New York City isn’t exactly wanting for options for buying and selling Americana, and you will probably face stiff competition from the big houses on York Avenue and at Rockefeller Plaza. What does Doyle offer to set themselves apart?
Those are formidable teams and have run incredible Americana auctions for years. Every auction house in the world would love to put together the Americana sales that Christie’s and Sotheby’s have. Doyle is geographically well placed. Once we further our reach into New England, we’ll be able to be nimble and get to collections quickly, not just for Americana but with the team of generalist appraisers. I’m very optimistic about our chances to compete for large collections and great objects owned by estates, private individuals and fiduciaries. We certainly have a plan in place for the long term, to take advantage of all the things Doyle has been good at and what I can add.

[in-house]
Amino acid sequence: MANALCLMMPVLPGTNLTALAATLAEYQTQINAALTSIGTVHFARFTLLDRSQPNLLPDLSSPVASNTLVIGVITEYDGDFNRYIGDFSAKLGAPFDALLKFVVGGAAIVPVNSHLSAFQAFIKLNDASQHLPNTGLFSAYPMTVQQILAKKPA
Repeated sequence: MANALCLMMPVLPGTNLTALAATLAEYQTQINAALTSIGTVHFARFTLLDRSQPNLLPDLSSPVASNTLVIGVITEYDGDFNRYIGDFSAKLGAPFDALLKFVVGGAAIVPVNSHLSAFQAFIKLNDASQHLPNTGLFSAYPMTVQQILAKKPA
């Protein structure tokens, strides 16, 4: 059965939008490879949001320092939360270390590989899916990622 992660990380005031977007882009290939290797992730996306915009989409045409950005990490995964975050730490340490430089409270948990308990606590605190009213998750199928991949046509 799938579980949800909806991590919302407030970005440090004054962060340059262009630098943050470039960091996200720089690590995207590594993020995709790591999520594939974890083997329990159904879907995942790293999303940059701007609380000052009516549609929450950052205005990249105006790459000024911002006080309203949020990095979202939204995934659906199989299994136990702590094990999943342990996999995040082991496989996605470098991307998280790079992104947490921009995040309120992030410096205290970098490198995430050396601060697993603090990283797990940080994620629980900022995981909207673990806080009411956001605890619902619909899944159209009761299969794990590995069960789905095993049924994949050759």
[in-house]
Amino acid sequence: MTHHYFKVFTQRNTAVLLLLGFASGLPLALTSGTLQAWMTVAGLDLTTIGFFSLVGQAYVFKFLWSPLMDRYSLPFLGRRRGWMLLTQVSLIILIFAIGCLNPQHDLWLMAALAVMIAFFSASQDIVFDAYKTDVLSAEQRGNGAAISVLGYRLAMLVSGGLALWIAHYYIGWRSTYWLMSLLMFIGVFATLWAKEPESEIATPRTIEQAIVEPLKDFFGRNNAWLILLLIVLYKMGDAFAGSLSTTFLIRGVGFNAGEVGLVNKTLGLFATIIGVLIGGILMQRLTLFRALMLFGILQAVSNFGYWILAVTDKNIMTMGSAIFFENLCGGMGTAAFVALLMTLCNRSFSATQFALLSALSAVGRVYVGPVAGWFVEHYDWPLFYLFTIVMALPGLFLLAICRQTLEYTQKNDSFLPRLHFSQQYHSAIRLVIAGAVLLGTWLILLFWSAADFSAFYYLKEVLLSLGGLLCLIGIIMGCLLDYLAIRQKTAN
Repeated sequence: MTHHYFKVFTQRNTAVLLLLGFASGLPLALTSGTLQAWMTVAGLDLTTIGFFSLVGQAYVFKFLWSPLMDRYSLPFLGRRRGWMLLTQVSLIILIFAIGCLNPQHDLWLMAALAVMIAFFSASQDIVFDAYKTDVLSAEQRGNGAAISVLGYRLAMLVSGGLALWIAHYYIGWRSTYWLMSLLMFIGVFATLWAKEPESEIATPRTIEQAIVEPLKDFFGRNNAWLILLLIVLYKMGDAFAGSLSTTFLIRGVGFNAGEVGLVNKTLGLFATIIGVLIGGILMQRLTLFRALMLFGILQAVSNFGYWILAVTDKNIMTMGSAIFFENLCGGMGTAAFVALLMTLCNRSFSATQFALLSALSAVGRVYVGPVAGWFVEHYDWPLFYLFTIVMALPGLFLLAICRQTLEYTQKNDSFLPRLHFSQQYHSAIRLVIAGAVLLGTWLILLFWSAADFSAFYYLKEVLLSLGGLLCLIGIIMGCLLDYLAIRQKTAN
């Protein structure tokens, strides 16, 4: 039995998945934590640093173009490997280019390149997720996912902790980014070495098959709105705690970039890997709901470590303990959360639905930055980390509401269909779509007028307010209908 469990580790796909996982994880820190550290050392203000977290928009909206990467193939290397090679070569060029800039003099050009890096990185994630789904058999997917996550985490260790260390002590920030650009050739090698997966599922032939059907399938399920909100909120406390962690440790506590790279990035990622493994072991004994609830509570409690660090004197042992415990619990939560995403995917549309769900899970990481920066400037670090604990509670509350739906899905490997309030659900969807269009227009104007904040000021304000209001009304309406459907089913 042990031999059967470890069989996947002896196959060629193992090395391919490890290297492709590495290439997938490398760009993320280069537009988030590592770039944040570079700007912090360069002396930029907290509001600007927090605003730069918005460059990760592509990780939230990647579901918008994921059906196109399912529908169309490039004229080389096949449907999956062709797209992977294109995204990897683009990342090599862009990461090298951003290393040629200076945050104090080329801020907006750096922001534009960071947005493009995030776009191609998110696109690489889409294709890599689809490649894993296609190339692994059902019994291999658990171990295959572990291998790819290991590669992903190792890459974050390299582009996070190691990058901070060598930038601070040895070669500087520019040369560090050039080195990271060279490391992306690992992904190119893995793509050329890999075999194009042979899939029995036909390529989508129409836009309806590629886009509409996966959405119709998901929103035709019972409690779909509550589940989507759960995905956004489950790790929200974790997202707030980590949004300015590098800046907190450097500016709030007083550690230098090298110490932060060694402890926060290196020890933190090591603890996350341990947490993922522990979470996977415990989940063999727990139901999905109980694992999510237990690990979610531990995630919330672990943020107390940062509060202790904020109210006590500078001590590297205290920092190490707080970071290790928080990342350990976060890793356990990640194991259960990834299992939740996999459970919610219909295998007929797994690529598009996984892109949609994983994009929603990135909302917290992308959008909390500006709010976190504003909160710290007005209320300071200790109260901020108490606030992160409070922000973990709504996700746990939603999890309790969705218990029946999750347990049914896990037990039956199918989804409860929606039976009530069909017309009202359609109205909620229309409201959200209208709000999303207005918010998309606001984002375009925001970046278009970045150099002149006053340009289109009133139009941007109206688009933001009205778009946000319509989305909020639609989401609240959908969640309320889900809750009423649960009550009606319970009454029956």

Your debut sale is scheduled for May 4 and will be anchored by the Christine Biddle Wainwright Collection. Tell us about some of the highlights of that sale.
There is a wonderful portrait of Nicholas Biddle by Thomas Sully, one of several family portraits consigned to the sale. Two of a number of presentation urns made by the Philadelphia silversmiths Fletcher and Gardiner at the request of Thomas Biddle before he died has historical importance. We also have a very nice circa 1775 Philadelphia Chippendale mahogany dressing table.
[Editor’s note: as this issue was going to press, it was announced that the global firm, Bonhams, had acquired Skinner, which will be known as Bonhams Skinner. Financial terms were not being disclosed.]